28 April 1915 – Anything goes – but most combats inconclusive

Despite the occasional use of machine guns, The aircraft on both sides remain flimsy, slow and primitively armed – with revolvers, rifles and grenades the best most aircraft could carry. Even if machine guns were available in quantity, most aircraft are not capable of carrying the additional weight without serious drops in performance.

Today, Captain M McB Bell-Irving of 1 Squadron RFC encountered three enemy aircraft around 4.30 pm near Handzaeme. He adopted his normal tactic, and dived on the enemy aircraft, taking a few shots from his revolvers, and drove them off.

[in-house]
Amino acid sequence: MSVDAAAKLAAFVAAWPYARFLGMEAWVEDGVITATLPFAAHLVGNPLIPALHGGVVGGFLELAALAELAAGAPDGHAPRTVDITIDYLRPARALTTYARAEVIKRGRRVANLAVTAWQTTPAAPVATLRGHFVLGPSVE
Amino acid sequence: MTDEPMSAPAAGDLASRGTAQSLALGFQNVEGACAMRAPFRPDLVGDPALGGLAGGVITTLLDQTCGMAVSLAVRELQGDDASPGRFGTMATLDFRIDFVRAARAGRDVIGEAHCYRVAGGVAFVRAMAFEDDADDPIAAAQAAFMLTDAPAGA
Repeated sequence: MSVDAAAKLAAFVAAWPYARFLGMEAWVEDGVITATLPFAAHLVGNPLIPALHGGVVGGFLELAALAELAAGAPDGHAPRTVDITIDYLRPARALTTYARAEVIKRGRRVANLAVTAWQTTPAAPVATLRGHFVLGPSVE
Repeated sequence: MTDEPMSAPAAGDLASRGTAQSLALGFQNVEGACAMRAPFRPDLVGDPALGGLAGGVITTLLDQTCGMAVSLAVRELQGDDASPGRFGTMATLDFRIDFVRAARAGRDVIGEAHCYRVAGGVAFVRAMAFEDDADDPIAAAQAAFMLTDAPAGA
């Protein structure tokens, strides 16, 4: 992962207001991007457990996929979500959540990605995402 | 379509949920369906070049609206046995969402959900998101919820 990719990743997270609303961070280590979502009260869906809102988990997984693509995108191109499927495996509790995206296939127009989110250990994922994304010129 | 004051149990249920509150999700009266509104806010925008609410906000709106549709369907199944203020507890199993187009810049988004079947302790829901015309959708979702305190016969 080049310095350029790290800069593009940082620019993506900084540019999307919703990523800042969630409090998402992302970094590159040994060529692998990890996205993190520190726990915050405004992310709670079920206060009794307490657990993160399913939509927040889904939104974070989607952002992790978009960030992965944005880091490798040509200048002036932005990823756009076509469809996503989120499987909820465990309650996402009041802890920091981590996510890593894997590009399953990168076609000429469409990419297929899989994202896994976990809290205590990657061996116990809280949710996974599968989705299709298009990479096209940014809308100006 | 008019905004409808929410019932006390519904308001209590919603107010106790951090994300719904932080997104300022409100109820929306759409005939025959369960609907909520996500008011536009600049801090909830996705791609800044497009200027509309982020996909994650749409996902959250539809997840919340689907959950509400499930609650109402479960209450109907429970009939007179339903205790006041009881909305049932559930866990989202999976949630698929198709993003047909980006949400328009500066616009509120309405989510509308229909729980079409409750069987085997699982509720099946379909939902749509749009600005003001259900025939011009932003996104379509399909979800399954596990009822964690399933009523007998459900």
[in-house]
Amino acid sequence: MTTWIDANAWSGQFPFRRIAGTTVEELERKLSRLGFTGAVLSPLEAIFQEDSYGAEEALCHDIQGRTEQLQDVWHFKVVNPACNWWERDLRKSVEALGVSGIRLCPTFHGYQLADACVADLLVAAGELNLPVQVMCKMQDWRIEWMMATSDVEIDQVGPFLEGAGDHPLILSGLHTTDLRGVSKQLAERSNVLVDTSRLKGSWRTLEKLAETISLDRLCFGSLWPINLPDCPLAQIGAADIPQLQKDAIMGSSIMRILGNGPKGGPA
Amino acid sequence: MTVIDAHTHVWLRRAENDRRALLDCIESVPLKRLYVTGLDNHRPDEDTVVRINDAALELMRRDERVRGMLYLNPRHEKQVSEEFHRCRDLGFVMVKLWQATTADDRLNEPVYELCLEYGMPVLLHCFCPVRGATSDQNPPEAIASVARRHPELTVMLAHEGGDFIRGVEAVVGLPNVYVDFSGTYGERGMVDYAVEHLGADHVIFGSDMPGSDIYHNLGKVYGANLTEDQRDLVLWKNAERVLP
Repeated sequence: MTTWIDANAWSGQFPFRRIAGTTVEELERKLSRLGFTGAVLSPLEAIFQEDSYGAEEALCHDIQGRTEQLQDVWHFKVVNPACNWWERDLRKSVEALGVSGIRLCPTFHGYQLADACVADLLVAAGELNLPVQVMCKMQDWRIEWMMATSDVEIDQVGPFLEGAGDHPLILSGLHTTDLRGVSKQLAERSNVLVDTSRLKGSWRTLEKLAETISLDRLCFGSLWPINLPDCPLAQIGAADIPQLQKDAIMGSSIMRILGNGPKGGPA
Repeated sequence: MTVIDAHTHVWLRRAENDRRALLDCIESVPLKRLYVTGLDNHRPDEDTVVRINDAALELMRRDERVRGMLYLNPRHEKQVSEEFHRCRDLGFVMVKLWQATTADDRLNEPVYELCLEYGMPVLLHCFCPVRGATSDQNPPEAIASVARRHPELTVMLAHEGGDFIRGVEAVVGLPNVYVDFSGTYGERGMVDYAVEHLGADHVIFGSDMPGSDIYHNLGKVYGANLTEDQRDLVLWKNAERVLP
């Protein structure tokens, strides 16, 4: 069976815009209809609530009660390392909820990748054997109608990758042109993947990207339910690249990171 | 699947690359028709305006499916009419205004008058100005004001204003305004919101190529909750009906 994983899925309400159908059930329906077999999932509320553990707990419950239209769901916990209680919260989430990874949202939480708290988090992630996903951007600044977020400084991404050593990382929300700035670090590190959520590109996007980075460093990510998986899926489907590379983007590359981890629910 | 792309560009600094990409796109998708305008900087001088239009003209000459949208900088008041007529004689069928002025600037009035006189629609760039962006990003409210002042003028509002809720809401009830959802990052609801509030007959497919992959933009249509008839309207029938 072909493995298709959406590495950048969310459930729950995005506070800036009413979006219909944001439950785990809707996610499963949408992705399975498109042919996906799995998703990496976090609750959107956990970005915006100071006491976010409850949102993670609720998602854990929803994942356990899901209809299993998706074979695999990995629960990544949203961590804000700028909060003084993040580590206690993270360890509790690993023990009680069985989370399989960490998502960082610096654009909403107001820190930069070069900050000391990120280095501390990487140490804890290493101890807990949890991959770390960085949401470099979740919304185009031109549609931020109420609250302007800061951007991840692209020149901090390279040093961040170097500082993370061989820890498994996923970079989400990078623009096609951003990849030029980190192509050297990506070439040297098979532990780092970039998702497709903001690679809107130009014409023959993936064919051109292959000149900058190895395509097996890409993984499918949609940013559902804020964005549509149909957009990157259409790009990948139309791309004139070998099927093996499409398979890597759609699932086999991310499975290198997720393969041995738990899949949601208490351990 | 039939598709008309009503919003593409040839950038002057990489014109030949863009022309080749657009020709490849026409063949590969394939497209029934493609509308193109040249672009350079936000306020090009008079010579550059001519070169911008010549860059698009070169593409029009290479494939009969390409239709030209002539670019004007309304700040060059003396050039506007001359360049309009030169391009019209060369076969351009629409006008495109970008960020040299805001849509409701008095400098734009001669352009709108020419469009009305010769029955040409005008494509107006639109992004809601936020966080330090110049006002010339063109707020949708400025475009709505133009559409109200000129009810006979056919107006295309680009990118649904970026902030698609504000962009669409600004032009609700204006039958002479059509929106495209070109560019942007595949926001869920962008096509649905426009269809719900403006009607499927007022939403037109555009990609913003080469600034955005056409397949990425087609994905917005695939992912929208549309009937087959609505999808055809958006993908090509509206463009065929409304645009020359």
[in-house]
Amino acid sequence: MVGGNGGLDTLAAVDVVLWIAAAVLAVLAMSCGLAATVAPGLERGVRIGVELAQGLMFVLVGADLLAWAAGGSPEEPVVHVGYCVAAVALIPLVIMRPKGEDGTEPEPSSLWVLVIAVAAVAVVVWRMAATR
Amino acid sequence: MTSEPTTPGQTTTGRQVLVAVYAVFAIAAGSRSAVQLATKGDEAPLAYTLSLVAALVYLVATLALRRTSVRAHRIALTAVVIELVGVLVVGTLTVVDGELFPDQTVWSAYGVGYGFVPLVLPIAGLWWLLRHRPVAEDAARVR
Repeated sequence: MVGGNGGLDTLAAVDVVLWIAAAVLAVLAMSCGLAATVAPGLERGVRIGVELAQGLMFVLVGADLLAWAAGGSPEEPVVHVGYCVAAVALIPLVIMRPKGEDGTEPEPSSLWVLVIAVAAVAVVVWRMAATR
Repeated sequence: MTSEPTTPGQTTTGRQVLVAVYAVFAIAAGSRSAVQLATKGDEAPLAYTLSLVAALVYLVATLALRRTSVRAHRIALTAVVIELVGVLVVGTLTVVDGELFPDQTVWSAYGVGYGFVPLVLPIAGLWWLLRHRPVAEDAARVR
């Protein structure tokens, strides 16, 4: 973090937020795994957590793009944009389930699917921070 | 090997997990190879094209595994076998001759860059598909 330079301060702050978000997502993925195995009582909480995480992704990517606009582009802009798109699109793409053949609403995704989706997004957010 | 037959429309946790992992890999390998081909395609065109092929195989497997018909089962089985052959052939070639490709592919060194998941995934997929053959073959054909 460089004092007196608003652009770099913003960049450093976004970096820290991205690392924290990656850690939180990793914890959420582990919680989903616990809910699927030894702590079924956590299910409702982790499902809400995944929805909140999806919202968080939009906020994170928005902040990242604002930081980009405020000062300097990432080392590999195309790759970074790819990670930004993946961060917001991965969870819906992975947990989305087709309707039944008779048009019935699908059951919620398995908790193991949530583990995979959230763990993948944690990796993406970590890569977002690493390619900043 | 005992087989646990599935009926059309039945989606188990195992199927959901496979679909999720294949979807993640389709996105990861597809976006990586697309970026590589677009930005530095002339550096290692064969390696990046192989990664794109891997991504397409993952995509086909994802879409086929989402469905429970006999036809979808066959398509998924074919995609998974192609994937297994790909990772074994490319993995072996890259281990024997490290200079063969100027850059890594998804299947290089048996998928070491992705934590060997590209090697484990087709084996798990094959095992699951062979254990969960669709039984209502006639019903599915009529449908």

Unfortunately the performance of his aircraft was such that it took a long time to regain altitude by which time the enemy was able to return and continue the reconnaissance unmolested.

Earlier that day, pilots of 6 Squadron RFC were also involved in inconclusive combats. Lt Kinnear and Cpt Wylie in their BE2a fought with 2 Albatrosses at 4.30am near Langemarck, whilst Cpt Louis Strange and Lt Hawkins met unidentified enemy aircraft in their BE2c shortly afterwards at 5am near Bosinghe.

7 Squadron RFC also recorded their first Combat when Cpt GD Mills and Lt Murray tussled with an LVG around 7am.

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